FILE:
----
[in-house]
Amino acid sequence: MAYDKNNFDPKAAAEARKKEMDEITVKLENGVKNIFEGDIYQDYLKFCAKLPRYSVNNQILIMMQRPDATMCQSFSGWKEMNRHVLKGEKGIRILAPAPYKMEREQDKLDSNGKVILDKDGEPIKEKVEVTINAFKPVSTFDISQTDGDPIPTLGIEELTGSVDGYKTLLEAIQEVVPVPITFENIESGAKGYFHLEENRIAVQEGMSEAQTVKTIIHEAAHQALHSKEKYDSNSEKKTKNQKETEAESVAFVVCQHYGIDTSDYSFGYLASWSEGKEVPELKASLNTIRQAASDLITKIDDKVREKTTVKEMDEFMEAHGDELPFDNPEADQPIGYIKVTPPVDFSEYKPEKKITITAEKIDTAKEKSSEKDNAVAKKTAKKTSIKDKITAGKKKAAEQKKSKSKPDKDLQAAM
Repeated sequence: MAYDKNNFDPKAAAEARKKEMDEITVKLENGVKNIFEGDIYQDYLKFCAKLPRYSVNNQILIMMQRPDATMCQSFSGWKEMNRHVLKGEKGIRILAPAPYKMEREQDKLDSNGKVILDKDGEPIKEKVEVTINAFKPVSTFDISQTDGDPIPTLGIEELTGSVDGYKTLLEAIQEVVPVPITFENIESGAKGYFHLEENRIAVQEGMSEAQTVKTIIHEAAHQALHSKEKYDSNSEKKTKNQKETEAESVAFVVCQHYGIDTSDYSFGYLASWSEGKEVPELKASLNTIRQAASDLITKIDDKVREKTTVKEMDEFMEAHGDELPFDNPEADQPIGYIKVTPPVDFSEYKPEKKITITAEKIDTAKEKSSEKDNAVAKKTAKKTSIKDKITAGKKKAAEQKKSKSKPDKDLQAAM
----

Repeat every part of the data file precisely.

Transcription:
[in-house]
Amino acid sequence: MAYDKNNFDPKAAAEARKKEMDEITVKLENGVKNIFEGDIYQDYLKFCAKLPRYSVNNQILIMMQRPDATMCQSFSGWKEMNRHVLKGEKGIRILAPAPYKMEREQDKLDSNGKVILDKDGEPIKEKVEVTINAFKPVSTFDISQTDGDPIPTLGIEELTGSVDGYKTLLEAIQEVVPVPITFENIESGAKGYFHLEENRIAVQEGMSEAQTVKTIIHEAAHQALHSKEKYDSNSEKKTKNQKETEAESVAFVVCQHYGIDTSDYSFGYLASWSEGKEVPELKASLNTIRQAASDLITKIDDKVREKTTVKEMDEFMEAHGDELPFDNPEADQPIGYIKVTPPVDFSEYKPEKKITITAEKIDTAKEKSSEKDNAVAKKTAKKTSIKDKITAGKKKAAEQKKSKSKPDKDLQAAM
Repeated sequence: MAYDKNNFDPKAAAEARKKEMDEITVKLENGVKNIFEGDIYQDYLKFCAKLPRYSVNNQILIMMQRPDATMCQSFSGWKEMNRHVLKGEKGIRILAPAPYKMEREQDKLDSNGKVILDKDGEPIKEKVEVTINAFKPVSTFDISQTDGDPIPTLGIEELTGSVDGYKTLLEAIQEVVPVPITFENIESGAKGYFHLEENRIAVQEGMSEAQTVKTIIHEAAHQALHSKEKYDSNSEKKTKNQKETEAESVAFVVCQHYGIDTSDYSFGYLASWSEGKEVPELKASLNTIRQAASDLITKIDDKVREKTTVKEMDEFMEAHGDELPFDNPEADQPIGYIKVTPPVDFSEYKPEKKITITAEKIDTAKEKSSEKDNAVAKKTAKKTSIKDKITAGKKKAAEQKKSKSKPDKDLQAAM